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Islam and Politics ( 24 Jul 2013, NewAgeIslam.Com)

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Iftar Wars: To Attend or Not To Attend



By Sheila Musaji

Jul 24, 2013

In previous years, the White House Iftar Provoked the Islamophobic Lunatic Fringe.  This year there is a very different group objecting to the White House Iftar, the State Dept. Iftar, and in fact Muslims attending any government sponsored Iftars.

Two articles with different points of view lay out the basic arguments, and seem to have been the first two to open this discussion.  The first, by Omid Safi A Call to Conscience: Boycotting the State Department and White House Ramadan Iftars calls for Muslims to boycott the Iftar until U.S. Government Policies change.  The second, by Aziz Poonawala Honored to be invited to the State Department Iftar – and grateful for the #WhiteHouseIftar lays out reasons he believes Muslims should continue to interact.

Both of these articles are reasoned positions and open a debate.  They both make points worth considering.  Opening a discussion on the pros and cons of attending such events is useful, although opening that discussion at the last minute is not going to make any difference one way or another for this year’s Iftar’s.

The discussion began in a civil manner, and Omid Safi even included this statement in his article:

“I should mention that disagreement among scholars and leaders is always seen in Islam as a sign of mercy from God.  I do not intend to cast any aspersion upon the character of those who do decide to attend.  Whether they choose to do so or not is their own business, something between their own conscience and God.  If they choose to attend, I have no doubt that they have weighed it in their own conscience and decided that the collective communal benefit of attending outweighs the negatives.  That is their business.”

However, the discussion On Facebook and twitter, and on some blogs in response to these articles has become strident and judgmental, and has in some cases descended to name calling and insults.  Names like “house Muslim”, “traitors”,  and other egregious comments are being thrown around with no context.  This is inappropriate and truly surprising coming from some individuals who have themselves been on the receiving end of such baseless slurs in the past, and should know better.  Twitter is limited to 140 characters, not enough to spell out a coherent argument, pro or con.  If those who are angry about the decision of others want to contribute to a reasonable discussion, perhaps they should write a cogent article explaining their reasoning, and post the link on social media.  There are perfectly valid arguments on both sides of this issue.  Name calling doesn’t advance any argument.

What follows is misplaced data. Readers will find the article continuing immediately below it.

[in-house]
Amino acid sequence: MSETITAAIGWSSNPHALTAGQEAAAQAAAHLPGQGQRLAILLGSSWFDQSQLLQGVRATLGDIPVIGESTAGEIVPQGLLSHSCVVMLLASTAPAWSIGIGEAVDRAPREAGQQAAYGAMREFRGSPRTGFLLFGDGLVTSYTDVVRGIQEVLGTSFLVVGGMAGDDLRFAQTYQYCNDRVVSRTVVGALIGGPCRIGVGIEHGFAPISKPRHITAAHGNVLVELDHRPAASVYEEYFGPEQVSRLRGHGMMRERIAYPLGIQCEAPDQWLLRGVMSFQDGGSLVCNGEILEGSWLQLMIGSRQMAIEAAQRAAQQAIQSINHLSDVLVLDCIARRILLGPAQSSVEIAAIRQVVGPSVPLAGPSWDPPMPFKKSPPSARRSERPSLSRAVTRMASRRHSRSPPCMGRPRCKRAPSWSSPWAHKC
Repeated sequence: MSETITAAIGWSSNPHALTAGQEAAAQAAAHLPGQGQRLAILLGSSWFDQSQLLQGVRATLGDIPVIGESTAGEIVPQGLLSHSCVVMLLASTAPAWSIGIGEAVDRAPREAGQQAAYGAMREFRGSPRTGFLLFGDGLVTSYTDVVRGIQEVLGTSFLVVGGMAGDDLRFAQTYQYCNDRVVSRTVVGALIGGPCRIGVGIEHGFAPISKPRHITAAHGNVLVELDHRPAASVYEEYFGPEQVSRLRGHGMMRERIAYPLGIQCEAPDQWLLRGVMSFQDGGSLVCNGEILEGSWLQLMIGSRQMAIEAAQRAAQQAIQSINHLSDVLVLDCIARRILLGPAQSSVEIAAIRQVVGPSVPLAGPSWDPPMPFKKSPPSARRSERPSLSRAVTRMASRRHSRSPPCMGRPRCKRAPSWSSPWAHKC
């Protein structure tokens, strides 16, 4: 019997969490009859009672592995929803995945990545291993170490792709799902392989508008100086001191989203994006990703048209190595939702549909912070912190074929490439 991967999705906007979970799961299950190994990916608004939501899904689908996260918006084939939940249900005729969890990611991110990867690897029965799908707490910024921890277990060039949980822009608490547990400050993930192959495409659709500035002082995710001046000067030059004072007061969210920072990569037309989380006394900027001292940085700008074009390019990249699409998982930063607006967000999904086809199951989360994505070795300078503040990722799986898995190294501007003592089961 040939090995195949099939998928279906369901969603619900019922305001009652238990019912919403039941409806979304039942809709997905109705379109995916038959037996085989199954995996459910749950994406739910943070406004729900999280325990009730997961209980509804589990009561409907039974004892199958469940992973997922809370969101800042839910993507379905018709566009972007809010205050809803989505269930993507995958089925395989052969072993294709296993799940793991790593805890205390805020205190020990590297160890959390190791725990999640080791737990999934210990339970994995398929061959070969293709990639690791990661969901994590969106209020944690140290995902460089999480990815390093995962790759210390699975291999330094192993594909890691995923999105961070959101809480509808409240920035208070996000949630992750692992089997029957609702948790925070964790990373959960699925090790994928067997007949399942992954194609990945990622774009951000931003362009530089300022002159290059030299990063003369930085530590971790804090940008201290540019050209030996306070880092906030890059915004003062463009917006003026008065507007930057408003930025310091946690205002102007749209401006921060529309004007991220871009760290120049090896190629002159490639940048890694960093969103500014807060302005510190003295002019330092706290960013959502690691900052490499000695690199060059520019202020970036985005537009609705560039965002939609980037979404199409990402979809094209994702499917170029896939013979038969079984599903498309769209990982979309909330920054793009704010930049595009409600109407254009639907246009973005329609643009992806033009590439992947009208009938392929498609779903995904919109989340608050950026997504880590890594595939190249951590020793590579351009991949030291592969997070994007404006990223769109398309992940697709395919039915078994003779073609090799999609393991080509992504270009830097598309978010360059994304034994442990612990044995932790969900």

That this discussion has become so bitter is very problematic, especially when Muslims have struggled so hard for so many years in order to have their voices heard.  There is a full time Islamophobia industry engaged in a concerted effort to marginalize American Muslim civic participation.  To attack those who are attempting to build bridges, forge relationships, and open channels of communication in such a spiteful manner is destructive for the entire community.